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Added camera info to the end of my post.

Donations welcome: paypal.me/poit
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Help get The Original Trilogy preserved!

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poita said:

That is it really. One other note, You will need one of the PCIe or M2 fast SSD drives, or a RAID0 array of 3 SATA SSDs to keep up with the data coming in from the camera at 4K @ 24fps.

Holy carp. Well, my new workstation has the recent Samsung M.2 950 Pro, but at 512GB that’d be a little short on space.

If your crop is water, what, exactly, would you dust your crops with?

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You only need it for capture, so when capturing one reel at a time, and with lossless compression, you can get away with using that drive. You just capture until the drive is 80% full, and then copy it off to HDD storage, and then delete it and continue your capture.

I am using 3 x 1TB SSDs in a RAID0 setup, which works great as well, and it also useful as a work drive when doing corrections etc. as it allows you to work in real time when correcting etc.

A pair of SSDs in RAID0 is fast enough, I went with 3 as it allows me the workspace I wanted.

Of course, you could slow the whole shebang down, and capture at say 5-10fps to a normal HDD, or a single SSD, or have a RAID0 of 6 cheap 1TB HDDs or similar, but being able to capture in real time is a great advantage.

Donations welcome: paypal.me/poit
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Help get The Original Trilogy preserved!

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poita, thanks for sharing all this info. Its great to read.

Mind if I ask some questions:

What format are you capturing in; Tiff? I assume the full bit depth of the camera, 12-bit?

Why are you triggering the LED light source instead of leaving it always on? Is it to save on the life of the LED?

Concerning audio, I know you can transfer the optical track to PCM/WAV using freeware software but would that software work on optical tracks encoded in Dolby noise reduction?

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poita said:

You only need it for capture, so when capturing one reel at a time, and with lossless compression, you can get away with using that drive. You just capture until the drive is 80% full, and then copy it off to HDD storage, and then delete it and continue your capture.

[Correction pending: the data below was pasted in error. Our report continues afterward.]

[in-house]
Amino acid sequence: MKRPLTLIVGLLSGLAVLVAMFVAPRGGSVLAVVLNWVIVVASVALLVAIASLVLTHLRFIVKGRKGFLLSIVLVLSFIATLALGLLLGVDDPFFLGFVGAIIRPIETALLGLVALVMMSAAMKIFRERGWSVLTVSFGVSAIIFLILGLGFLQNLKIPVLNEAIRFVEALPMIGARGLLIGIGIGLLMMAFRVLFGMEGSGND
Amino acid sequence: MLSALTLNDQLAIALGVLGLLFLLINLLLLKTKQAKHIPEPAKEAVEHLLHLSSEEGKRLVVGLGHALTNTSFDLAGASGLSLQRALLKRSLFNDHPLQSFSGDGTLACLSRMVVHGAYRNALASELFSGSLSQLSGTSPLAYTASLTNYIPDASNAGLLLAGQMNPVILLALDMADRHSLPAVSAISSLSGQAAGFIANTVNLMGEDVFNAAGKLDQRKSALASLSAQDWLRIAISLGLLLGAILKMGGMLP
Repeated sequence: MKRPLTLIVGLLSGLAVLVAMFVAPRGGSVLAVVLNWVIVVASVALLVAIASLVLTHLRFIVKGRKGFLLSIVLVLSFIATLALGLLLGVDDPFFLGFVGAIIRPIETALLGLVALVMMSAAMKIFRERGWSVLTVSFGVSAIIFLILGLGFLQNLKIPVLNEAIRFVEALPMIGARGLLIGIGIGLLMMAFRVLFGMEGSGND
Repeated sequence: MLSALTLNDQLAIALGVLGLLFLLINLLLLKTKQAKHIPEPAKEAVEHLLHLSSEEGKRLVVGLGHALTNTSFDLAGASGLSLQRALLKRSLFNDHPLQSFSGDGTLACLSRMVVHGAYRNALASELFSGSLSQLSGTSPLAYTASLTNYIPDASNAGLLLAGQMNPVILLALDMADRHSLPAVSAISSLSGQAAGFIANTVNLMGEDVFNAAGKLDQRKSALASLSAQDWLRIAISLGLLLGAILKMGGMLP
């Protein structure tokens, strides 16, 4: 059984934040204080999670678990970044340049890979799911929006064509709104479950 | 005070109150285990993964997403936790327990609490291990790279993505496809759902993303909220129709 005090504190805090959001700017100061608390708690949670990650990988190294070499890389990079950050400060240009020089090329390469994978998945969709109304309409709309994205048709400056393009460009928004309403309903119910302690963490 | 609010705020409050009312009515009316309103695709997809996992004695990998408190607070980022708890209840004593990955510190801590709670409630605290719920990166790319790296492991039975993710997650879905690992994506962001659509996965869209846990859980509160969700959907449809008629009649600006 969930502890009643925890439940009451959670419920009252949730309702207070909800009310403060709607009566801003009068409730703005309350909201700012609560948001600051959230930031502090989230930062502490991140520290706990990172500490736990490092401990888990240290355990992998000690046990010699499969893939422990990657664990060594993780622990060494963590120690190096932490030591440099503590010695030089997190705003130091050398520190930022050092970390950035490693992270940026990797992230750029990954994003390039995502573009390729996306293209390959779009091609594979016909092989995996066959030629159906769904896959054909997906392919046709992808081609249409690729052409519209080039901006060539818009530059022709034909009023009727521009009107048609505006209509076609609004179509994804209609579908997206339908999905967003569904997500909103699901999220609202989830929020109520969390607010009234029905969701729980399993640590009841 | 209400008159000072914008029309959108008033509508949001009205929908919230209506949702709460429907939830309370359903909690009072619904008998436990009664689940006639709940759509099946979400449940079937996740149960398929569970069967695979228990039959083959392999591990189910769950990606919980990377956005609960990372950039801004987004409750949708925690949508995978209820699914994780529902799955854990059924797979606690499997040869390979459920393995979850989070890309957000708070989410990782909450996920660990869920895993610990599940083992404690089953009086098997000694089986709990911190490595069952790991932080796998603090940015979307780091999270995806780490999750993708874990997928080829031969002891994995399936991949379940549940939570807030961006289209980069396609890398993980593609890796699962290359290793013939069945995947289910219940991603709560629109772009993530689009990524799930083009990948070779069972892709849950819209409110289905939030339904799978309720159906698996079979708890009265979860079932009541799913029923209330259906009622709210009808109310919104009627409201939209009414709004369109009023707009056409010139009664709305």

PDB said:

poita, thanks for sharing all this info. Its great to read.

Mind if I ask some questions:

What format are you capturing in; Tiff? I assume the full bit depth of the camera, 12-bit?

With the earlier mention of lossless compression, I am wondering what capture format is ideal as well.

Why are you triggering the LED light source instead of leaving it always on? Is it to save on the life of the LED?

I think I can help on this one. If your film motion is continuous through your scanning rig with a constant light source and no shutter, your scan will be streaked as the film is pulled through the projector gate. The reason for triggering the LED light source is to freeze the film image in the gate for the imaging sensor. It works on the same principle as a flash photo that freezes action. (This flashing must be synchronized with the image capturing sensor, lest you capture half of one frame, the other half of the next frame, and the frameline between them.) If the motion of the film through the scanner is intermittent, that is, if the frames stops in the gate for a moment in the same fashion that a movie camera briefly stops each frame in the gate and then opens its shutter to make an exposure (often 1/48th second for 24FPS photography), theoretically you might be able to get away with a constant light source. http://forums.kinograph.cc/t/image-sensor-optical-components/44/37

If your crop is water, what, exactly, would you dust your crops with?